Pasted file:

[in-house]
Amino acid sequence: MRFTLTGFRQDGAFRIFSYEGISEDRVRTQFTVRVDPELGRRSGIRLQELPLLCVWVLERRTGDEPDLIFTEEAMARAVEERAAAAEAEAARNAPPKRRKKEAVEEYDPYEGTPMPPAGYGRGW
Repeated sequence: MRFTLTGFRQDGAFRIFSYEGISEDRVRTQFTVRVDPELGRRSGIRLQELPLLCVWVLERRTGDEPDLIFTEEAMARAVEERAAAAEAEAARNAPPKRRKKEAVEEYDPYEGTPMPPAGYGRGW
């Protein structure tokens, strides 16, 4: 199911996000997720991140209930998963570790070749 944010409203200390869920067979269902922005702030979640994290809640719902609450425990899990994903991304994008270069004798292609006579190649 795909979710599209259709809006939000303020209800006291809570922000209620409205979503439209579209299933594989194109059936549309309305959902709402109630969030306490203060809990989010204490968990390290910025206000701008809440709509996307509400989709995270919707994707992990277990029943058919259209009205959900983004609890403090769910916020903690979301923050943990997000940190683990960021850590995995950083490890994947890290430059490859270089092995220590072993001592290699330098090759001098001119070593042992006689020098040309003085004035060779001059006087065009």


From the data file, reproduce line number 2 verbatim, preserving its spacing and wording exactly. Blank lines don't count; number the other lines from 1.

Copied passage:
Amino acid sequence: MRFTLTGFRQDGAFRIFSYEGISEDRVRTQFTVRVDPELGRRSGIRLQELPLLCVWVLERRTGDEPDLIFTEEAMARAVEERAAAAEAEAARNAPPKRRKKEAVEEYDPYEGTPMPPAGYGRGW